Massachusetts Senate race narrows in final week

BY CHRIS SZABLA

Senate primary candidates Steve Pagliuca and Alan Khazei ’87 faced off at Harvard Law School last month

Polling data over the last several months made it seem as if Massachusetts Attorney General Martha Coakley was a shoo-in for the Democratic Party’s candidate to fill the late Ted Kennedy’s U.S. Senate seat. But new numbers show other Democratic candidates challenging her lead – and picking up a number of high profile endorsements. With the primary for primary for the state’s special Senate election set to be held December 8th – less than a week away – the chances that another candidate may pull off a surprise victory are now higher than ever.

The good news for Coakley’s challengers – who include House of Representatives member Mike Capuano of Massachusetts’ 8th District, Boston Celtics owner Steven Pagliuca, and City Year service organization founder Alan Khazei ’87 – began on November 18, when a Boston Globe poll showed Capuano appearing to gain support among undecideds. His numbers shot up from 16 to 22% within a ten day period. The trend accelerated with the release of a Rasmussen poll showing Coakley’s appearing to be chipped away by Khazei, who gained 8 percentage points between the Globe poll and the November 23 tally.

That was before the Boston Globe, in a surprise move, offered its endorsement to the now-dark horse candidate Khazei. The weekend endorsement came with surprising rebukes against the other candidates – the firey Capuano, the paper said, was “too populist,” Coakley “too cautious,” and Pagliuca, a Harvard Business School graduate who made his fortune in consulting, not experienced enough in politics to inherent Kennedy’s mantle. Citing Khazei’s bold stances on the issues and experience with grassroots organizing, the Globe called him “Massachusetts’ best chance to produce another great senator”. Khazei has also rolled out a list of endorsements running from AOL CEO Steve Case to New York Mayor Michael Bloomberg to Max Kennedy, a scion of the Kennedy family itself.

No more than a day later, Capuano picked up a major endorsement from former Governor and 1988 Presidential candidate Mike Dukakis ’60 – Dukakis’ first endorsement for a statewide position since 1990. Capuano has also been endorsed by Diane Patrick, the wife of current Governor Deval Patrick ’82, though the Governor himself has not endorsed anyone in the primary.

Advertising for the Pagliuca campaign has been copious over the last few weeks, with ads for his campaign flooding television and computer screens across the Commonwealth. But the businessman’s numbers have been stagnant: after an early surge in late September, they have stabilized at around 15%. After the Globe’s endorsement, Khazei appeared to be in position to overtake him as the third place candidate.

The tightening of the race was reflected in sharp words exchanged between the candidates at a debate sponsored by Boston’s ABC affiliate, WCVB. Each of the candidates fiercely defended their backgrounds – Capuano appeared particularly concerned that the other candidates would try to spin Congressional act and White House policy against him: he is the only candidate in the race with experience serving in elected federal office. More than once he was forced to point out that the Troubled Assets Relief Program (TARP), the unpopular “bailout” of major banks, was not equivalent to the stimulus pushed by the Obama administration earlier this year.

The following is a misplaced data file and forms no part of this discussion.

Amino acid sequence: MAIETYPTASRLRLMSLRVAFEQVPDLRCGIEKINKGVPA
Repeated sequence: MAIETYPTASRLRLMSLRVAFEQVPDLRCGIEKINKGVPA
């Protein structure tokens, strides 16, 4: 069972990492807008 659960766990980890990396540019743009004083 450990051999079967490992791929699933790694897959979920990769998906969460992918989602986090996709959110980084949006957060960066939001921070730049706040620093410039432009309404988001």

Khazei and Pagliuca, for their part, tried to get past the barrier of inexperience. Pagliuca pointed out that he was highly active in Democratic fundraising and had opposed the Iraq War within the business community, but commenters texting WCVB pointed out that he had also donated money to George W. Bush. The same commenters seemed surprised by the appearance of Khazei who, despite his Globe endorsement, lacks for name recognition in the state. Khazei emphasized the twenty years he had spent working in Washington, pointing out that he had played a role in passing several major pieces of legislation with Ted Kennedy.

Martha Coakley’s reputation as a safe and perhaps even overcautious candidate was borne out by her performance that evening, as she continued to assert that a “second stimulus” aimed at job creation may not be as much of a priority for her as an evaluation of the first economic recovery measure. But the Attorney General revealed passion when discussing her stance on whether abortions should be covered by health care.

Although the House health care bill includes an amendment substantially restricting access to health care funds for abortions, Pagliuca said that he would vote for it. In the sharpest exchange of the evening, Coakley declared that the issue was “not political, but personal”. Capuano quickly backed her up with a severe jab at Pagliuca: the businessman would “send America’s women to the back alleys” for abortions by voting for the current incarnation of the House health care bill.

The candidates claimed the mantle of Kennedy, but each displayed a slightly different side of the late Senator’s personality: his sometimes brash, righteous anger (embodied by Capuano), his willingness to compromise (a trait that seemed to belong most to Coakley) and his dedication to public service (the mantle clearly inherited by Khazei). As voters learn more about the four, they seem less able to choose between these qualities , which they so admired, together, in the late Senator Kennedy.

 

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